The Important part! After a little trial and error I found this particular method of diet didn’t meet my requirements for the goals I wanted to achieve. Seems obvious, but before you go and suffer these diets and wonder why they fail, often its because you’re not getting the results you desire (you haven’t adopted the appropriate diet) or the clarity of your goal and what you want to achieve is painfully missing. Fact is, you need both! Objection! “I just want to lose some weight”. Great, who doesn’t…try eating in moderation.
What do I recommend?
All this fluff to introduce my recommendation. Anyways, get yourself a small notepad and a pen, keep them wherever you tend to eat most frequently. Next, figure out your BMR, its a quick search on google. This part will take some trial and error on your part as there some conflicting evidence on the accuracy of this metabolic estimation (up to 15% – enough to alter your results), but the foundation is there for the most part.
Here’s how it works
For example, my calorie intake is looking at 1700 per day. That’s the target. I have some other macronutrient targets too, but I’ll have an in-depth discussion on nutrition, regular and sports nutrition in a future blog. So the idea, as you’ve seen before is to track and write down the food you eat during that day. I heavily recommend weighing food. To me, tracking food has a few benefits that deserve mentioning. Firstly, it’s flexible for the most part, in terms of how you meet those calories (but remember! Bad choices lead to bad results). Second, every time you have a meal you are conditioning yourself to track your consumption, rather than not knowing if you’re doing things right or wrong (lets you stay on track). Lastly, by the end of week 1 or week 2, you can review the foods you have ate and figure out where (if any) the issues lay. Brilliant…and it keeps you motivated.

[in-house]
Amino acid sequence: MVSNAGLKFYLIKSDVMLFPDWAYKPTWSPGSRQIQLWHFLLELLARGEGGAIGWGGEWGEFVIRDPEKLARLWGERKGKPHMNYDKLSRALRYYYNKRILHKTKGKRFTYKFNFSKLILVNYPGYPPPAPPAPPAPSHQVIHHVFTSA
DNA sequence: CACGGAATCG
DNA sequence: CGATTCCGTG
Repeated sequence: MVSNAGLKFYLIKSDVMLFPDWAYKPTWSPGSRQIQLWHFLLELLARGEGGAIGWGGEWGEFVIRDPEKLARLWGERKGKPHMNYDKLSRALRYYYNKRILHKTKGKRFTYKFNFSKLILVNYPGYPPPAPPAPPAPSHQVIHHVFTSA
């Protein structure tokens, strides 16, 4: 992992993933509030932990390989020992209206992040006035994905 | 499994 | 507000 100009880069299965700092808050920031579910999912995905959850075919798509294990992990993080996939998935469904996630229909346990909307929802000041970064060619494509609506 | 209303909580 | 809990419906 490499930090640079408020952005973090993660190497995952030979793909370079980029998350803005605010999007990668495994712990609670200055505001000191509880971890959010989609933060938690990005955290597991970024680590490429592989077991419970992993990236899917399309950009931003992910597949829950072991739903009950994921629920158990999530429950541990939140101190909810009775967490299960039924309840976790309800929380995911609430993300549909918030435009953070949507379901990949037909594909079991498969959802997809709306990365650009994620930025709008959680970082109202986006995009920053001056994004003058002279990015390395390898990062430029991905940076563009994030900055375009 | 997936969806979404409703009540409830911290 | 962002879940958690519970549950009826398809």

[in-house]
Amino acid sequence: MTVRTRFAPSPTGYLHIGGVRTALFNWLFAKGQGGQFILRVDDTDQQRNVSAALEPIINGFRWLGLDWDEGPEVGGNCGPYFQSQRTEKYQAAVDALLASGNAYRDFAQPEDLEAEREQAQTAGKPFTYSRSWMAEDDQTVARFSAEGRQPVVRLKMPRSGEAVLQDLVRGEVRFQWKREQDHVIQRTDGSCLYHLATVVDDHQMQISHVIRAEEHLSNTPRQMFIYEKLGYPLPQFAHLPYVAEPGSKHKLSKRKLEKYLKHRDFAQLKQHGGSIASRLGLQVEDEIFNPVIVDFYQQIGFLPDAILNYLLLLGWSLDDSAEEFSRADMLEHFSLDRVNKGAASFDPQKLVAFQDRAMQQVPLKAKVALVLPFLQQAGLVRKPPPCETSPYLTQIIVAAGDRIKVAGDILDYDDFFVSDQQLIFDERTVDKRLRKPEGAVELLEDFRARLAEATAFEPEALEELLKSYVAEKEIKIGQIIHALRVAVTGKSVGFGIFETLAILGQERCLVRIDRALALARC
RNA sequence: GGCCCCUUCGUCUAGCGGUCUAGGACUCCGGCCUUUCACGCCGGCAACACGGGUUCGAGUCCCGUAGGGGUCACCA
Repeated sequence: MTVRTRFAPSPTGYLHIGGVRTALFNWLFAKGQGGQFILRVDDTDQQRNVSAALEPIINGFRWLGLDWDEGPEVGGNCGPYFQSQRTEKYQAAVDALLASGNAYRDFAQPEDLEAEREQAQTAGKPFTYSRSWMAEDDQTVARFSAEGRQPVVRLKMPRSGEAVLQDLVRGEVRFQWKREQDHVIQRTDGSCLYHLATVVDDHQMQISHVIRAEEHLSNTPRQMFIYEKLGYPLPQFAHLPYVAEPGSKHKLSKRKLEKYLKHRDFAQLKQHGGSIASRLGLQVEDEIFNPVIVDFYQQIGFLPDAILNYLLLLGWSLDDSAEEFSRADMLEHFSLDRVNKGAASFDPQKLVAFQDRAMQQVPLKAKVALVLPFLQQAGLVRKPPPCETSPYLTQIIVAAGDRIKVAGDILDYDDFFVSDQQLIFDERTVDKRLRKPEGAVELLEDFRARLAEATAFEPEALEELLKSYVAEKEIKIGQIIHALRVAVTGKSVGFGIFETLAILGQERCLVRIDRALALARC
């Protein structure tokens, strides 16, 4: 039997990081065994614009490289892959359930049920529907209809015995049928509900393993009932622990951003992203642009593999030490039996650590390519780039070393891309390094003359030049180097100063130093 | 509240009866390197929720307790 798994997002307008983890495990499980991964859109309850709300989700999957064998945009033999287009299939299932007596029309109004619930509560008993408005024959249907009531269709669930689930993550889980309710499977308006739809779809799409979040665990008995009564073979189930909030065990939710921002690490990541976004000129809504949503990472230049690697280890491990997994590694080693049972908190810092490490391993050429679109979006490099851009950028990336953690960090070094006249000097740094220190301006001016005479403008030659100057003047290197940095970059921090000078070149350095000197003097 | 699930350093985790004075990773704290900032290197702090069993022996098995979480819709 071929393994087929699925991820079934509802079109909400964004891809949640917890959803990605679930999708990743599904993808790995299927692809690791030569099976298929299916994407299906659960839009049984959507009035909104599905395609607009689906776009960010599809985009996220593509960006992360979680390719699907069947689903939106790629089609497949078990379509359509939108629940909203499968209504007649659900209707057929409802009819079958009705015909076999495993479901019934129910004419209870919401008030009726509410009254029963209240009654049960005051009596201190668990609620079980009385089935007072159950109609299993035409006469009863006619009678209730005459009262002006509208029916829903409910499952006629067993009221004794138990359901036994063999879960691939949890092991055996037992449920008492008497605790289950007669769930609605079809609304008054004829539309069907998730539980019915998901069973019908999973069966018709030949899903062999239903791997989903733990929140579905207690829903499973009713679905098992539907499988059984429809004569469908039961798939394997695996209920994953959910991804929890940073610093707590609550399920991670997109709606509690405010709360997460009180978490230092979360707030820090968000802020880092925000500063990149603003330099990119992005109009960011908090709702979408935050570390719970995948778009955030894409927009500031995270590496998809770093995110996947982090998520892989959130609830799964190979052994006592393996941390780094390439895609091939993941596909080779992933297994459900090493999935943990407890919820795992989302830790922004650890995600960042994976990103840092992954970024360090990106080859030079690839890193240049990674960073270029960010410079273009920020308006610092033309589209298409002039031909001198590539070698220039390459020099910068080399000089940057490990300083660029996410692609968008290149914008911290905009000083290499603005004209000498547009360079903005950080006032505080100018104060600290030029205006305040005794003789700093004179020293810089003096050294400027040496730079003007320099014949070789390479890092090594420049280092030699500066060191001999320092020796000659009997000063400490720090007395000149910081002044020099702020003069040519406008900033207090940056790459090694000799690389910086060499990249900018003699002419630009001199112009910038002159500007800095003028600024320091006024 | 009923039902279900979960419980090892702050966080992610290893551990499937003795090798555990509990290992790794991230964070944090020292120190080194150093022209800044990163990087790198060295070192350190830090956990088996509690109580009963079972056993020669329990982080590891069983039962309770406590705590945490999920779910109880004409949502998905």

If we’re even having a sensible conversation (it would be a first for me), exercise cannot be disregarded. If you want to truly lose weight, preferably body fat (if you want to gain lean muscle that is) then we need calorie expenditure. 3500 calories to one pound of fat (depending on your source…but it’ll do for our purposes). So if the target is to lose 2 pounds of fat per week, then we need to burn 7000 calories. Thats a heavy pill to swallow if you don’t exercise already. But start small, uphill walking at your own pace would be my pick, alternatively, music in the ears, dog walking…whatever you choose to do, write small notes or use your phone to track it. Give yourself checkpoints every two weeks at least to review progress and adjust the exercise accordingly to help you steer yourself in the right direction.